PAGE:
Academic and hospital libraries that offer data services often provide guidance and training on data sharing and reuse, covering topics such as:
funder/journal requirements for sharing
the benefits of data sharing such as enhanced transparency and reproducibility and the potential to find new collaborators
proper documentation to accompany a dataset
how to identify appropriate data repositories and evaluate them to determine the most suitable
locating existing datasets for reuse
In 2017, we at the University of Pittsburgh, Health Sciences Library System, decided it was time that we “practice what we preach” and over the next two years deposited four datasets from our own research into the repository figshare. Our initial goals were to:
understand and document the data deposit workflow in order to assist researchers
facilitate requests from colleagues to share our data and survey instruments
make unpublished results discoverable
track the usage of our data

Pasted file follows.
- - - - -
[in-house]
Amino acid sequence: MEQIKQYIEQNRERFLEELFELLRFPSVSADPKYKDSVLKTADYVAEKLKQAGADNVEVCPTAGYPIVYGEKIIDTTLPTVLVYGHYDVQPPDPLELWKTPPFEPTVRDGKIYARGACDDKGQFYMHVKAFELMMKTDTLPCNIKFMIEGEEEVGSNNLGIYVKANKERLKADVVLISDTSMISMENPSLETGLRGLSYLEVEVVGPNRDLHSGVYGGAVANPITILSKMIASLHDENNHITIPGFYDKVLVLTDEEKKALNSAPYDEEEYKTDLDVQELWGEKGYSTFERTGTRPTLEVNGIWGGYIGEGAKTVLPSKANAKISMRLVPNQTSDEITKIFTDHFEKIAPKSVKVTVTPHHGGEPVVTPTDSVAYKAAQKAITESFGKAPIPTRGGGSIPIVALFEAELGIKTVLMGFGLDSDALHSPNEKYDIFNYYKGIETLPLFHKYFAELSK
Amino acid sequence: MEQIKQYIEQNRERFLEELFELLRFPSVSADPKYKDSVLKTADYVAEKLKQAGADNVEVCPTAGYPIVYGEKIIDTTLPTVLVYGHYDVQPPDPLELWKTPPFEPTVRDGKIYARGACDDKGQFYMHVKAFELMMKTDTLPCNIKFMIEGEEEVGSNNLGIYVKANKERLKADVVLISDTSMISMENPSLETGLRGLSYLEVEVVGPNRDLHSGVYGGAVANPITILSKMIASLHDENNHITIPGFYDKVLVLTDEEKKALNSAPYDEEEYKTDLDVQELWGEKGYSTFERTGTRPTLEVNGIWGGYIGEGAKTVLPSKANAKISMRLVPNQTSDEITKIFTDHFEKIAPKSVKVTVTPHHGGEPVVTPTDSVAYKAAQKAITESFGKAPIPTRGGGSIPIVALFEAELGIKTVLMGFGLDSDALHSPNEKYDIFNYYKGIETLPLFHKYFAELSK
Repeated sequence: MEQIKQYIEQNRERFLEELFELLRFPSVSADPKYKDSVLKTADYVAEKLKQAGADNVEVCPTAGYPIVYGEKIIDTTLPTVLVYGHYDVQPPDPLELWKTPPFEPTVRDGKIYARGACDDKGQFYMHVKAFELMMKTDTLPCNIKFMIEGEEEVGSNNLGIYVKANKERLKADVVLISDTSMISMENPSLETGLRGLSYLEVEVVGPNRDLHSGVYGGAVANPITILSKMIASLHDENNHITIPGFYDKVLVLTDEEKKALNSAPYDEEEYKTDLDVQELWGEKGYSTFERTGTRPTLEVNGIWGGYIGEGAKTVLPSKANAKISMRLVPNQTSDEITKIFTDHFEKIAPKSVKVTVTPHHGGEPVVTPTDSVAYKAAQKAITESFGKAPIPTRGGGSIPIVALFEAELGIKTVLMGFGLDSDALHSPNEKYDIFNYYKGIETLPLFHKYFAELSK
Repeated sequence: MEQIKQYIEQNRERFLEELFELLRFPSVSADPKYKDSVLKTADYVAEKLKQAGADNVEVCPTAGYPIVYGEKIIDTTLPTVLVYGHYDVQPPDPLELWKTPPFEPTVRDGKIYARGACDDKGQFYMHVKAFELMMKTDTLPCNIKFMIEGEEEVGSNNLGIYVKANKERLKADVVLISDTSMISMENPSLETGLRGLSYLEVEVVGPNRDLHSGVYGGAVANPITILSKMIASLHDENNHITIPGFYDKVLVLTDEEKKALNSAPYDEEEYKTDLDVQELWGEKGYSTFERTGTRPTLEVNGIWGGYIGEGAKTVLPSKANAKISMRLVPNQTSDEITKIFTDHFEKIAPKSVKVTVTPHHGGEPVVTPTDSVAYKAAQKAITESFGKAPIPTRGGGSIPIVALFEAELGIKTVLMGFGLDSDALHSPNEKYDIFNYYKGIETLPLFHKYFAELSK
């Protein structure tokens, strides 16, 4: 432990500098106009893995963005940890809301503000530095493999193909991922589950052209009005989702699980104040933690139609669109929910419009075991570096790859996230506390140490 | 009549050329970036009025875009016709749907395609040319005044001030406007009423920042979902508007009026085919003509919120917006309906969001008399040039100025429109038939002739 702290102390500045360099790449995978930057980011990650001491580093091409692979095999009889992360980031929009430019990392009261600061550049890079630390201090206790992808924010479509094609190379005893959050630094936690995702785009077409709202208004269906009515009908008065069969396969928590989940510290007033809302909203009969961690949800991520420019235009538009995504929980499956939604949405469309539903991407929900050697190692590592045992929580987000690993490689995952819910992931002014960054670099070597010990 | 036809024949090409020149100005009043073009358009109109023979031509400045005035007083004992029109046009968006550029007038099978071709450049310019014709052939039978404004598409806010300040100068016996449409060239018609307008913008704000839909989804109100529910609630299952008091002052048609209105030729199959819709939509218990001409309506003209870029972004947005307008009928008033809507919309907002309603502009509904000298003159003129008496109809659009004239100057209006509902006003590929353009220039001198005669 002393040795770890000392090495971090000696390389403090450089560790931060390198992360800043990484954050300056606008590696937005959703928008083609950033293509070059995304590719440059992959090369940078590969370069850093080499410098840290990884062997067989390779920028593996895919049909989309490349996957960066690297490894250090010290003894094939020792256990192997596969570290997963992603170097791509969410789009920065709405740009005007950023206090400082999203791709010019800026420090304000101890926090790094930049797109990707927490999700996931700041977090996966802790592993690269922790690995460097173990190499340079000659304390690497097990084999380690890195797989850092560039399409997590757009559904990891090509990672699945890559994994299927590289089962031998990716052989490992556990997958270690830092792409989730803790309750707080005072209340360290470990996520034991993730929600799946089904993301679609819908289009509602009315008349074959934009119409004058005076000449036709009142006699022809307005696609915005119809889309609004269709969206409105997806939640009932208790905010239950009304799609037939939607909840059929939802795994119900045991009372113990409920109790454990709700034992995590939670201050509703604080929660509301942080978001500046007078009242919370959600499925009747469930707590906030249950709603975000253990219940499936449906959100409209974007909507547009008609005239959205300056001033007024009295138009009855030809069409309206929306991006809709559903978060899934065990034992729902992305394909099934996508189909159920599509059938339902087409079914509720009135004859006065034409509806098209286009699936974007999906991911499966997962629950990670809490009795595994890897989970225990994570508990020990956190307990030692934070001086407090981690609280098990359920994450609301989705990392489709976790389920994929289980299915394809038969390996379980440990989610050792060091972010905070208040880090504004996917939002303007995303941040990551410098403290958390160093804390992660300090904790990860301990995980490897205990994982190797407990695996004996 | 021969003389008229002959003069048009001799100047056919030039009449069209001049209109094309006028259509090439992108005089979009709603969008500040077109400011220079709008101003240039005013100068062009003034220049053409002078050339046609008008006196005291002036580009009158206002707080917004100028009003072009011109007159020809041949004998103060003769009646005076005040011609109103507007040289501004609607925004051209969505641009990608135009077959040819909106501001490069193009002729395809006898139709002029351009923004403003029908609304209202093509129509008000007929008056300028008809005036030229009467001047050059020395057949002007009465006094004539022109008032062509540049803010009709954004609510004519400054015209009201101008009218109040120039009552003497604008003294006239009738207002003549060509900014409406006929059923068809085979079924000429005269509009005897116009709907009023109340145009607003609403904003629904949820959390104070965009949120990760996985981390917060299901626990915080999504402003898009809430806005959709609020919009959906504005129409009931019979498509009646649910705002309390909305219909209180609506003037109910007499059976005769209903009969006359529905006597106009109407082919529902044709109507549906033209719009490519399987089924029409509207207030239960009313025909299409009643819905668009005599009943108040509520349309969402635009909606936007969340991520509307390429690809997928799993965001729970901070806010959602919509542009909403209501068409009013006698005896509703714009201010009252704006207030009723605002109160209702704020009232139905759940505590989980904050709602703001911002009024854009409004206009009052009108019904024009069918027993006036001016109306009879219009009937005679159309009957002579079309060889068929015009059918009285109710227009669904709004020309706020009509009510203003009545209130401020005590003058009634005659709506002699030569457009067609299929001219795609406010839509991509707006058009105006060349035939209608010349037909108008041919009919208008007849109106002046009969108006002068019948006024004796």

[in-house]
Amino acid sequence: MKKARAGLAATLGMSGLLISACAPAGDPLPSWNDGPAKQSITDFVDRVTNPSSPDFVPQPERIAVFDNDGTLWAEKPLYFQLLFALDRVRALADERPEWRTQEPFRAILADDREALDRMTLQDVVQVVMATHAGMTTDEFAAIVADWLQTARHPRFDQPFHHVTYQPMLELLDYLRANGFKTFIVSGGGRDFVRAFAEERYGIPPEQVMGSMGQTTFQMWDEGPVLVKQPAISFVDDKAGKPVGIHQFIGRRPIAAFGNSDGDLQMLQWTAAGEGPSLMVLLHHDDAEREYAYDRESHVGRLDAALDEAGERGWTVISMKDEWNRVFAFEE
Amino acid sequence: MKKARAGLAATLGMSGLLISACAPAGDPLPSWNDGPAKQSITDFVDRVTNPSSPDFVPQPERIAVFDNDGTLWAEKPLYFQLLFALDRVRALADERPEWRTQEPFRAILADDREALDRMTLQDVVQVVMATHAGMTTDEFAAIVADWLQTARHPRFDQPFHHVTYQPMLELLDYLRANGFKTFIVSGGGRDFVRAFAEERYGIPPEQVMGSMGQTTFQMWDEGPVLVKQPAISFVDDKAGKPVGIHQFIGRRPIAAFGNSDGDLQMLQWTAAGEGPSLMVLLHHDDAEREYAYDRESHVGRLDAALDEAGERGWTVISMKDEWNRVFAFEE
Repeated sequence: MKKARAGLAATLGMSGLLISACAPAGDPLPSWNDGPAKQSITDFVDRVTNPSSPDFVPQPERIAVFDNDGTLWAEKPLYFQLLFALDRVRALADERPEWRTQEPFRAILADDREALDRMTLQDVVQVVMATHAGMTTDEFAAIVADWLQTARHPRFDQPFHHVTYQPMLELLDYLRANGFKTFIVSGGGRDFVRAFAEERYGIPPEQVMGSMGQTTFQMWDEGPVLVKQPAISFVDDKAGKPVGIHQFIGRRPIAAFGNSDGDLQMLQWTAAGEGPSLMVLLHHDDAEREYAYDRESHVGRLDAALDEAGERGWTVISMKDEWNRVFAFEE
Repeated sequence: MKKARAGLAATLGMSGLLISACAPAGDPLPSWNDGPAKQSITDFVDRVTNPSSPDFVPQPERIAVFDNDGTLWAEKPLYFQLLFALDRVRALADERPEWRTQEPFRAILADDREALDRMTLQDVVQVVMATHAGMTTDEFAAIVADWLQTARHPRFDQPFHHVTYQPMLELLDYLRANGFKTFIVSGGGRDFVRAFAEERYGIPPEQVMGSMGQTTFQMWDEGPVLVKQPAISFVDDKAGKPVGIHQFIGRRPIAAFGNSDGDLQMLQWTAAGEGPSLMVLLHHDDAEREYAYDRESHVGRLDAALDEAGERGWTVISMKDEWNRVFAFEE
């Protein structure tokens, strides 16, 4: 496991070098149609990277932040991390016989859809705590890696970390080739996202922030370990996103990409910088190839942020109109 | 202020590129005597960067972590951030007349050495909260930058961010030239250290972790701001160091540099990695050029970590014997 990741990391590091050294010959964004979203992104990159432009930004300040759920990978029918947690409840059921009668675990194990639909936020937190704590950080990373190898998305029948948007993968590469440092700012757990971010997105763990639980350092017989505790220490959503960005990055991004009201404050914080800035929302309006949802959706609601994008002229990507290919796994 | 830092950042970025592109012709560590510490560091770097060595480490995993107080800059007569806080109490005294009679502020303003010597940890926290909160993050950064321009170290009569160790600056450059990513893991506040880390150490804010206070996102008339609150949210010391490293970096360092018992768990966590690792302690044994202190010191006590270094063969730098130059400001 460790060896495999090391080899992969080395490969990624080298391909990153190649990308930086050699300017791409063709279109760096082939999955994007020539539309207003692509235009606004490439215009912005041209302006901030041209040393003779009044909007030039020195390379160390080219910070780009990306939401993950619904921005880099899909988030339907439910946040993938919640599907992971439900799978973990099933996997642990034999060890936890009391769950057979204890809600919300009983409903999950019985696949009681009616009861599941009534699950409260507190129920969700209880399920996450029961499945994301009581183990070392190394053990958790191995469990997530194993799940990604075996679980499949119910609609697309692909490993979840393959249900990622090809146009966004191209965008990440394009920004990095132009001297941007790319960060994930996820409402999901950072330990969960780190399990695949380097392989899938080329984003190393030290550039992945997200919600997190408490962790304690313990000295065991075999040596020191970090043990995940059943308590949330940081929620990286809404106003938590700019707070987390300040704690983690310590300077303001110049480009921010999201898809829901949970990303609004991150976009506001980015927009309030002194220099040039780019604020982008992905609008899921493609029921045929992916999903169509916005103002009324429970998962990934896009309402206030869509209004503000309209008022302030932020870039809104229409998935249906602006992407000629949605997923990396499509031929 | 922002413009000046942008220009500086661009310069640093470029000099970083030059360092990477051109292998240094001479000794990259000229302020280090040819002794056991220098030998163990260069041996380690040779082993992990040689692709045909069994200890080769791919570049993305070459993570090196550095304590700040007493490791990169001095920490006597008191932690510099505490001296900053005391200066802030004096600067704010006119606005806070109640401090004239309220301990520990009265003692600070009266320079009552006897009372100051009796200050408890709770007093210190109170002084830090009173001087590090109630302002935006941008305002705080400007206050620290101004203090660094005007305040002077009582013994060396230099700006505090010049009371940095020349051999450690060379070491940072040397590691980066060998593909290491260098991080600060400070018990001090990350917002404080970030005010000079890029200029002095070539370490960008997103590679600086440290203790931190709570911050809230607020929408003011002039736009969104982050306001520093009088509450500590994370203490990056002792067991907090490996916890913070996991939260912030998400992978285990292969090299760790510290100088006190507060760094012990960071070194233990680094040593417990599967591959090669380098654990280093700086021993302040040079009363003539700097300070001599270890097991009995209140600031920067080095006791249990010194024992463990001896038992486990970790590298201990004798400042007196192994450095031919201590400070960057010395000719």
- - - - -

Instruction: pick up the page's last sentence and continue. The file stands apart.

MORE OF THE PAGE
model best practices to researchers and librarian colleagues
Given the new data sharing policy for the Journal of the Medical Library Association that will go into effect October 2019, we believe this last goal is of particular importance.
As the University of Pittsburgh is one of the nine partners of the Data Catalog Collaboration Project (DCCP), in addition to depositing our datasets we also included a metadata record to each dataset within the Pitt Data Catalog. Available datasets to date:
These records increase the visibility of our data (one of the mission statements of the DCCP) and provide an additional access point.
This blog post is adapted from the MLA presentation: Ratajeski, M.A. and Iwema, C.L. (2019, May). Practicing What We Preach: Making Our Own Research Data Open Access. Lightning Talk presented at Medical Library Association Annual Conference, Chicago, IL.